Another important similarity to the X1300i is the 4LED light source used in the X3000i. In addition to red, green, and blue LEDs for color reproduction, there's an extra blue "pump" LED that is converted to green by passing through a phosphor, which increases overall brightness. Our measurements come very close to the 3,000 lumen spec with 2,875 ANSI lumens in the X3000i's brightest mode. It's enough to combat ambient light, but the projector doesn't have the best black level—an issue found on LED DLP projectors generally. In the color-accurate modes that have lower light output, the image can look a little washed out and flat if there's too much ambient light. That said, the X3000i still performs better than its LED competitors because of that extra light output. The LED light source will last 20,000 hours in Normal light source mode and 30,000 hours in ECO.
Of course, not everything is the same between these sibling projectors. The X3000i is a 4K (3840x2160) projector that uses a 0.65-inch DLP chip. As with every projector in this price range (and for a few thousand dollars above) it uses pixel-shifting technology to achieve that 4K resolution, and at normal viewing distances (for me about 8 feet back from my 120-inch screen) the picture is nice and sharp.
BenQ's specs for the X3000i list DCI-P3 coverage at 100%, and I measured it at 99.24% (which could be considered 100% taking meter variation into account). There's a catch to this, though. In order for the projector to achieve this, wide color gamut (WCG) needs to be turned on in the Advanced Color Settings submenu and when it is turned on brightness drops by 44%. And that's on top of the fact that brightness in both HDR10 and HDR Game (and presumably HLG) without WCG turned on is the same as Cinema in SDR—55% of the 3,000 ANSI rated spec.
The remote is the same one that comes with the X1300i, and connects via Bluetooth to the X3000i. It's light and slender with some dedicated buttons for switching between the three game modes, one for Amazon Prime Video (the only streaming app selection button), a directional pad, Google Assistant activation, and two menu buttons (one for the projector itself and one for Android TV settings when on the QS01 HDMI input). While going through the projector menus, my curiosity caused me to turn off the BenQ HDMI Media Streaming setting to see how it would affect functionality. It disables the handshake between the QS01 and projector at startup and for me, caused the remote to no longer be able to access the projector menu even after turning the setting back on. I could only use it to navigate the Android TV menu or power the projector on and off. So I strongly recommend that you not be me—don't turn off the BenQ HDMI Media Streaming setting.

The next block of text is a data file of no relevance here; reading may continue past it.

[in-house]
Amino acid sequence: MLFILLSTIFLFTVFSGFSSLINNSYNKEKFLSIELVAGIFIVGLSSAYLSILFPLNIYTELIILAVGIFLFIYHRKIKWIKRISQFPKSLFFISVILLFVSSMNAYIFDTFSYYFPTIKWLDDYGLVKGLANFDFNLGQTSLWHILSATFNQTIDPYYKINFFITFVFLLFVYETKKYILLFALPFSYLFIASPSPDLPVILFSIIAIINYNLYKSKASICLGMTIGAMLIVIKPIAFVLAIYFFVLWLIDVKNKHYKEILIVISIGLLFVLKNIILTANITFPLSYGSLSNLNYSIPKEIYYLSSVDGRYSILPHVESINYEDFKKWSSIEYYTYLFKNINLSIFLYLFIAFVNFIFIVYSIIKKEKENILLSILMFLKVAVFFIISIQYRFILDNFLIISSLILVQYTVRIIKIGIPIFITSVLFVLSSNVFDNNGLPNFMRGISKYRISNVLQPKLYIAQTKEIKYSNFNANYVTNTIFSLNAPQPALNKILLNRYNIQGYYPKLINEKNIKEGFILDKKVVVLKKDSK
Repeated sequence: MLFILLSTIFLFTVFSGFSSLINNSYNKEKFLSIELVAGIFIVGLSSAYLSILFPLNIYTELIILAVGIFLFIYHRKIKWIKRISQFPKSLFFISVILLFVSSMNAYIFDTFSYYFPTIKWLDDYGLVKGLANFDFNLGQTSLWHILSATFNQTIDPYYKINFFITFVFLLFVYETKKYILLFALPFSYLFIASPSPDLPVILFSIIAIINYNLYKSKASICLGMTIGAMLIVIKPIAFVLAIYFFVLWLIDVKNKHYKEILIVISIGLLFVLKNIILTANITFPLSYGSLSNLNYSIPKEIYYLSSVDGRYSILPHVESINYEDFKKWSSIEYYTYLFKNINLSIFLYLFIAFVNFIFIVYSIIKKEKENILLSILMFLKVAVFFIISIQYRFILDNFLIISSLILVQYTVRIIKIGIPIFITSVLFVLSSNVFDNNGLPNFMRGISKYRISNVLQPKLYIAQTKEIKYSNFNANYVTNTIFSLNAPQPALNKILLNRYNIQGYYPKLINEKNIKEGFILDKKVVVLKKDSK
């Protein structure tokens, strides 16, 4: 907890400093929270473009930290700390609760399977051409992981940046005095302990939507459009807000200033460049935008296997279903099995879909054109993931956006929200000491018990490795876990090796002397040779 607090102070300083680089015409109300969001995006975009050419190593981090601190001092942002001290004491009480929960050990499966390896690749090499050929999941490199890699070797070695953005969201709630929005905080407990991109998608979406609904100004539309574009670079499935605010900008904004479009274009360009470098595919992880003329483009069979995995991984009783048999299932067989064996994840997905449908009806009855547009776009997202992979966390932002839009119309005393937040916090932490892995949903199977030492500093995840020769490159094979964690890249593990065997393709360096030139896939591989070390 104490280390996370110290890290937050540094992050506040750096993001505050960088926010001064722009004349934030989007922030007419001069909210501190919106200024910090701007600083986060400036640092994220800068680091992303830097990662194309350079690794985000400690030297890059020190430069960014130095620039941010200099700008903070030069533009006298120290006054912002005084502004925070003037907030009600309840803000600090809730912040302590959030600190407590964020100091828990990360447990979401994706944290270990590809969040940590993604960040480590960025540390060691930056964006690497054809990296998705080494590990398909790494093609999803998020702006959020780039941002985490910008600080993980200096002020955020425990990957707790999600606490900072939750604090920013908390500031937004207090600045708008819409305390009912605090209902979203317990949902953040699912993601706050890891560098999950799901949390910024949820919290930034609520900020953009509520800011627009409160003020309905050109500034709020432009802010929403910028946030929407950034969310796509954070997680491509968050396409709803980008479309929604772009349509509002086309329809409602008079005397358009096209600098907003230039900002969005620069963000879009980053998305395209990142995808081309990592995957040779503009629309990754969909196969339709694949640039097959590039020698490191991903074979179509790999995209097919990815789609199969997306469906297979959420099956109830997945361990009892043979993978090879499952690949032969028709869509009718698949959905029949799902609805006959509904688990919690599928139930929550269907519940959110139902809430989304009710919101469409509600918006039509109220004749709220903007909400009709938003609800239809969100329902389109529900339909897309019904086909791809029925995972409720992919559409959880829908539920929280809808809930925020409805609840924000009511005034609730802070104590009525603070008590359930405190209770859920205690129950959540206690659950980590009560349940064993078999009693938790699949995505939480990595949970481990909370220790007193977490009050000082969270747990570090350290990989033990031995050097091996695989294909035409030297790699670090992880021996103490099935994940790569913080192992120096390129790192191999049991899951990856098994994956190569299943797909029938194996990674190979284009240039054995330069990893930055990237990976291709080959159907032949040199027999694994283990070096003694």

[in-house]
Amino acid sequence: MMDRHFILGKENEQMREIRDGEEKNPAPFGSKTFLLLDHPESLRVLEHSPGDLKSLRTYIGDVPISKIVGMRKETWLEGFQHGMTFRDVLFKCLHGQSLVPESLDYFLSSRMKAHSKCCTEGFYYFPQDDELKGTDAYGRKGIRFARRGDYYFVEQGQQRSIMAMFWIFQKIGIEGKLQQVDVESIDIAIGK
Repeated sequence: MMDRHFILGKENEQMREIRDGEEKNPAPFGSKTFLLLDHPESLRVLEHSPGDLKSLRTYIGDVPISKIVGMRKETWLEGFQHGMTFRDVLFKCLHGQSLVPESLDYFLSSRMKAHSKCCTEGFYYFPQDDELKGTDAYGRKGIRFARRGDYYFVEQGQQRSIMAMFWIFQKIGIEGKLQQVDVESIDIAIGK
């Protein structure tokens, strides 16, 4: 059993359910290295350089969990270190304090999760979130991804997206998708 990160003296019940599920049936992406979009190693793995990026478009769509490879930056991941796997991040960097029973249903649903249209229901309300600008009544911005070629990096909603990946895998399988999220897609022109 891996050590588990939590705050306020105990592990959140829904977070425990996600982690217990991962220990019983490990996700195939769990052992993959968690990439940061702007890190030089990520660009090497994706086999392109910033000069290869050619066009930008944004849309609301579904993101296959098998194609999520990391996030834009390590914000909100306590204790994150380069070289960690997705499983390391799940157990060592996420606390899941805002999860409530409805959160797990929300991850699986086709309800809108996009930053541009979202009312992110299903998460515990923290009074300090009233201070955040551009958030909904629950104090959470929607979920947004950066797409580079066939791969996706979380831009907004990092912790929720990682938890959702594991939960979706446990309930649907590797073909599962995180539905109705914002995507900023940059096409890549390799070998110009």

Color Modes. Including the three distinct game modes, the BenQ X3000i has eight different SDR color modes—Bright, Living Room, Game FPS, Game RPG, Game SPG, Sports, Cinema, and User. There's also a separate mode for 3D, and three HDR modes labeled HDR10, HDR Game, and HLG. As mentioned above, within the advanced settings for the HDR modes is the ability to turn on WCG.
There's a significant green shift in Bright, which is common for projector's to achieve their ANSI lumens spec. It's a bit much to my eye, but I could see someone using it in a pinch for extra brightness. Not a mode to use regularly, though. All the other SDR modes—except for Cinema and Game RPG, which measured identically—were oversaturated in both red and magenta. Cinema and Game RPG color accuracy out of the box looked great and measured very well. Using Portrait Displays' Calman color calibration software, an X-rite i1 Pro 3, and Murideo Six-G pattern generator, almost all color points measured with Delta E (dE) values at 2.6 or below (green measured 1.0). Blue was the outlier at 4.2. Still, the blue inaccuracy wasn't excessive by any means and, while I could see that skies weren't quite right with content, it didn't bother me.
The X3000i grayscale suffered from the same issues as the X1300i, where starting at around 80% white and below the luminance was too high. So there wasn't the same depth or dimensionality to the image as I've seen with laser light source and traditional lamp projectors. Delta E grayscale in Cinema mode averaged 5.8 with a maximum value of 8.0 at 20%. Some of this can be addressed by changing the gamma selection higher. The default setting of 2.2 in Cinema mode actually measured closer to 1.93 (the majority of the grayscale tracks around 2 with a dip as it approaches black from 40% white). With the lights on I far preferred a setting of 2.4 that measured 2.2, and with lights off I would change it to 2.5 or 2.6 to get closer to the dark room target of 2.4. Still, with all of these settings the black level was higher than I would like for depth in dark scenes.